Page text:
• GF are prototypical for GF. Discussing GF seems a good educational method to familiarize trainees with NAR.
  • Discussing GF may start reflection on diagnostic reasoning in general.
  • Contextualizing is a vital feature of general practice and could be taught.
  • Elaborated knowledge about diagnostic reasoning is extremely important for GP trainers.

The discussion was about the mixed method approach and the possibility that discussions about gut feelings in TDs could also occur in TDs not focussed on diagnostic reasoning but e.g. on management aspects.

4) Norbert Donner-Banzhoff, Anja Westram and Maria Vogelmeier presented Cognitive Processes in General Practice. It was a big study and the analysis is still going on but there are already some results. They wanted to use the present group as a kind of a focus group discussing the concept of smart induction. The authors presented their study design, the course, the method and instruments and the challenges. We discussed many aspects of the study such like the semi-structured interview versus thinking-aloud protocol, the interpretation of the GP’s answers when they were asked for their first impression, the development of the coding system etc. The 280 encounters with interviews were reduced to 180 cases. After further selection 20 cases will be studied precisely. We also had a debate about the 9 foraging strategy’s.

5)      The Glossary:

  • The title of the glossary should be ‘Glossary of diagnostic reasoning’.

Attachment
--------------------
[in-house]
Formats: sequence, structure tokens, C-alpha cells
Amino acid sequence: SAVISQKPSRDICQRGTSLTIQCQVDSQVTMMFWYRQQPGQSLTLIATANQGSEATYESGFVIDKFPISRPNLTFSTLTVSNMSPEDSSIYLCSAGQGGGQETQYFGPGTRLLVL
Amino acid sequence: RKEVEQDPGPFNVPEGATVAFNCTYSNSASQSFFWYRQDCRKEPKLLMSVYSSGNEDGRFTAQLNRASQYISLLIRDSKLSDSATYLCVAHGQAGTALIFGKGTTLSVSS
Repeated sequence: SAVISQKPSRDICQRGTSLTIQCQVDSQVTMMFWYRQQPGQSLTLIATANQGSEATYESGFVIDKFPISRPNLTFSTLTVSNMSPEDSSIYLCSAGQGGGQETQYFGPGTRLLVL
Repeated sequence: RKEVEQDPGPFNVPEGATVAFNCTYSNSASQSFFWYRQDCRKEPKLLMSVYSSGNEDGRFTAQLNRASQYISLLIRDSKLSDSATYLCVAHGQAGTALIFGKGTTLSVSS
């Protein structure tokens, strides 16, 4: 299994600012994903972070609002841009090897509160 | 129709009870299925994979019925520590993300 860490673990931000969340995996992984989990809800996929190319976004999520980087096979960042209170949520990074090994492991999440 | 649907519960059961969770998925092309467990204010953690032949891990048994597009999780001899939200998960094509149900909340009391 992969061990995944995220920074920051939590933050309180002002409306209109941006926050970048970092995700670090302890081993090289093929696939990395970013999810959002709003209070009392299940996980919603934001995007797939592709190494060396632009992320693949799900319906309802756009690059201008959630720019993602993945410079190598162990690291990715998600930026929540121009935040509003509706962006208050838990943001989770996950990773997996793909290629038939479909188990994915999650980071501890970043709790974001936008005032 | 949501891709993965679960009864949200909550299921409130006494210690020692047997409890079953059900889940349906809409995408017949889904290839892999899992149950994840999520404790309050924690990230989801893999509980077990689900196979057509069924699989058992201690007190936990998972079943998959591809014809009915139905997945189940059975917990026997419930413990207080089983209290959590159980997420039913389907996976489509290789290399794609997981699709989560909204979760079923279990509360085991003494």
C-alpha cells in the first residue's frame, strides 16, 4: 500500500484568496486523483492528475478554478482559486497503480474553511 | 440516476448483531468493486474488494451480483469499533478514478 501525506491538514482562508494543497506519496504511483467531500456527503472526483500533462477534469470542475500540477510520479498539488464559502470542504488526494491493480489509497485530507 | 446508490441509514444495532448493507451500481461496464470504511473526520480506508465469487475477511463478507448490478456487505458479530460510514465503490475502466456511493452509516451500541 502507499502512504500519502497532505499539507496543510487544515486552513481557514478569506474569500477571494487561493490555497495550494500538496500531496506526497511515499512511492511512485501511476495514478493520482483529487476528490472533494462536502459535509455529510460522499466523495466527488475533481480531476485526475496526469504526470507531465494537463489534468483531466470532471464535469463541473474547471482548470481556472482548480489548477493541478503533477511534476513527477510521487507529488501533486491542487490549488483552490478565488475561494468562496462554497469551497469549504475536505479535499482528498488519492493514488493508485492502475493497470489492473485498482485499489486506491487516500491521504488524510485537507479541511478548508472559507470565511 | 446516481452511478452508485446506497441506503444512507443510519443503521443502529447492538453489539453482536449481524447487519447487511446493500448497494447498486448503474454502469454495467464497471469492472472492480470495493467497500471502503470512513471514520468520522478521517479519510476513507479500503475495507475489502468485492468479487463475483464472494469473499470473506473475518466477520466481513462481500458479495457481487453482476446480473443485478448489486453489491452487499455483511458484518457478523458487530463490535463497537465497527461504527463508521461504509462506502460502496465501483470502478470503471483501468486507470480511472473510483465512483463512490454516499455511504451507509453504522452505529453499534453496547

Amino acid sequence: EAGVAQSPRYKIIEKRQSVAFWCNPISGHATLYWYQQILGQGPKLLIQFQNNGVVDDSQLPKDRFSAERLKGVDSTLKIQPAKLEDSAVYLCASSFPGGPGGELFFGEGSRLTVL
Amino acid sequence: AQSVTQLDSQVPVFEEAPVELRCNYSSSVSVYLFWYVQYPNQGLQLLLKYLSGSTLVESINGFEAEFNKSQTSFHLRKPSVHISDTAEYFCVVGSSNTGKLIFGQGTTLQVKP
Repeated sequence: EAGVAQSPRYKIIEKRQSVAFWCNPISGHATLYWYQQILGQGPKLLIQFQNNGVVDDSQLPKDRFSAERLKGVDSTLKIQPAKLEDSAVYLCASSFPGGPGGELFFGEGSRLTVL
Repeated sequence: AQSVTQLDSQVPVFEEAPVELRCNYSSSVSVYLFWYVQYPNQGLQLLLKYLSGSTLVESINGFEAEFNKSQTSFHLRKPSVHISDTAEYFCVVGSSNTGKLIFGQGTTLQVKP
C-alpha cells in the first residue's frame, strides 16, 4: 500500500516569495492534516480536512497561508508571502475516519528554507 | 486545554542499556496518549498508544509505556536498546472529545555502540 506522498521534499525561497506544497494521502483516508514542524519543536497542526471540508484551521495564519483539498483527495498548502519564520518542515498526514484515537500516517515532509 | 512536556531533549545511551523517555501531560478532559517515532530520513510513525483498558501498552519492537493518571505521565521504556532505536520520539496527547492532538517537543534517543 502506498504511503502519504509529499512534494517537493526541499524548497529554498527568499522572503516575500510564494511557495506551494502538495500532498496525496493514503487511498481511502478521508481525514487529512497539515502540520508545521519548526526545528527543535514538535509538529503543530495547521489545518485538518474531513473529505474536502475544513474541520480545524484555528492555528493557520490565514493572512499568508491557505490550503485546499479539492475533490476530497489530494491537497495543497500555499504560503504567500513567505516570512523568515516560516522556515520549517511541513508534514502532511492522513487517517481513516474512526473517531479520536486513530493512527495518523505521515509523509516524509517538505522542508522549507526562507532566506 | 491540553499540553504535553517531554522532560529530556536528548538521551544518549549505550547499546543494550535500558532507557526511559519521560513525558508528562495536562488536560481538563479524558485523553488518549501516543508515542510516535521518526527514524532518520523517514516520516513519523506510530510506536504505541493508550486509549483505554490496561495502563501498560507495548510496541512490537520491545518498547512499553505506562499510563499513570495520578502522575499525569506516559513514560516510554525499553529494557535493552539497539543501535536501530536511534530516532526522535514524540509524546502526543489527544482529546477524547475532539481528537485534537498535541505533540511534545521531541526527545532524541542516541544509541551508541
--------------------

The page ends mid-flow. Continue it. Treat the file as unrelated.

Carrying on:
• The purpose is to publish on our site a list of terms around diagnostic reasoning but specifically related to the research topics of the COGITA group. Composing the list will be an on-going process. The list at hand should be revised: a uniform format and a short description of the terms with the possibility to click-on for more information. We decided to extend the list with some terms of the probability domain of decision making and to ask all authors to revise their contribution. At the end of this procedure the revised glossary will be send to all COGITA members for comment and agreement. The list then will be published at the public part of the site.

Next meeting will be on Malta, 23 October 2013 (and perhaps also 24 October morning), just before the EGPRN congress.


Short report of the Cogita-meeting October 2011

Current research projects

Marburg group: video recording of 300 GP consultations and interviews afterwards.

Warwick group: analysing 100 consultations using the patient enablement instrument.

Brest group: working on a PhD protocol; sense of alarm in emergency situations.

Maastricht/Antwerp group:validation of the questionnaire finished; analysing tutorials on clinical reasoning (analytical and non-analytical reasoning); the interaction of gut feelings (GF) and other elements of clinical reasoning; studying the GF’s determinant experience; initiating GF research in the hospital specialist domains.


  • Malin Andre: ‘GPs’ medical decision-making: perceiving the patient
    as a person or a disease’.
    A prospective and descriptive study with a questionnaire and 16 GPs on 25 consecutive consultations. Immediate problem-solving was most frequent in somatic problems with weight on symptoms, and in psychosocial problems with weight on person. GPs seem to immediately recognize both, problems and persons. which describes expert skills of the GP.